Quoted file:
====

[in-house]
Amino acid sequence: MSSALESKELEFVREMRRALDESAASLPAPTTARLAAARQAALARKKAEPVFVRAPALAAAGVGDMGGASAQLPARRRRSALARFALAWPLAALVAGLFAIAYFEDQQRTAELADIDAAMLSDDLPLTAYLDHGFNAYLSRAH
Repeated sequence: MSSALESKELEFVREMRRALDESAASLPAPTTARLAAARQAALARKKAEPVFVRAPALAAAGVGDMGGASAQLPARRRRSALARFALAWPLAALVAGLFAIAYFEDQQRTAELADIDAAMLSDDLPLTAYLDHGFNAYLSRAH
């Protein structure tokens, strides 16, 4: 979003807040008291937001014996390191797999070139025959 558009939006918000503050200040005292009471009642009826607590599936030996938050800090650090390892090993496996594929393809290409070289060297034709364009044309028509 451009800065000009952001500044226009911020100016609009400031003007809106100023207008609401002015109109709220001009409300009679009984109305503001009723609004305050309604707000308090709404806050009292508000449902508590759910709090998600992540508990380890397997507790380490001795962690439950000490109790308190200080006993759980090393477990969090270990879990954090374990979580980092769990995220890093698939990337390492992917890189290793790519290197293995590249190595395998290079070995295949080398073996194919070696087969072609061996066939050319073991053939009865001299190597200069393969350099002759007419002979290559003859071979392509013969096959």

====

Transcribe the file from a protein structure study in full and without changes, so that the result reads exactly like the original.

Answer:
[in-house]
Amino acid sequence: MSSALESKELEFVREMRRALDESAASLPAPTTARLAAARQAALARKKAEPVFVRAPALAAAGVGDMGGASAQLPARRRRSALARFALAWPLAALVAGLFAIAYFEDQQRTAELADIDAAMLSDDLPLTAYLDHGFNAYLSRAH
Repeated sequence: MSSALESKELEFVREMRRALDESAASLPAPTTARLAAARQAALARKKAEPVFVRAPALAAAGVGDMGGASAQLPARRRRSALARFALAWPLAALVAGLFAIAYFEDQQRTAELADIDAAMLSDDLPLTAYLDHGFNAYLSRAH
């Protein structure tokens, strides 16, 4: 979003807040008291937001014996390191797999070139025959 558009939006918000503050200040005292009471009642009826607590599936030996938050800090650090390892090993496996594929393809290409070289060297034709364009044309028509 451009800065000009952001500044226009911020100016609009400031003007809106100023207008609401002015109109709220001009409300009679009984109305503001009723609004305050309604707000308090709404806050009292508000449902508590759910709090998600992540508990380890397997507790380490001795962690439950000490109790308190200080006993759980090393477990969090270990879990954090374990979580980092769990995220890093698939990337390492992917890189290793790519290197293995590249190595395998290079070995295949080398073996194919070696087969072609061996066939050319073991053939009865001299190597200069393969350099002759007419002979290559003859071979392509013969096959």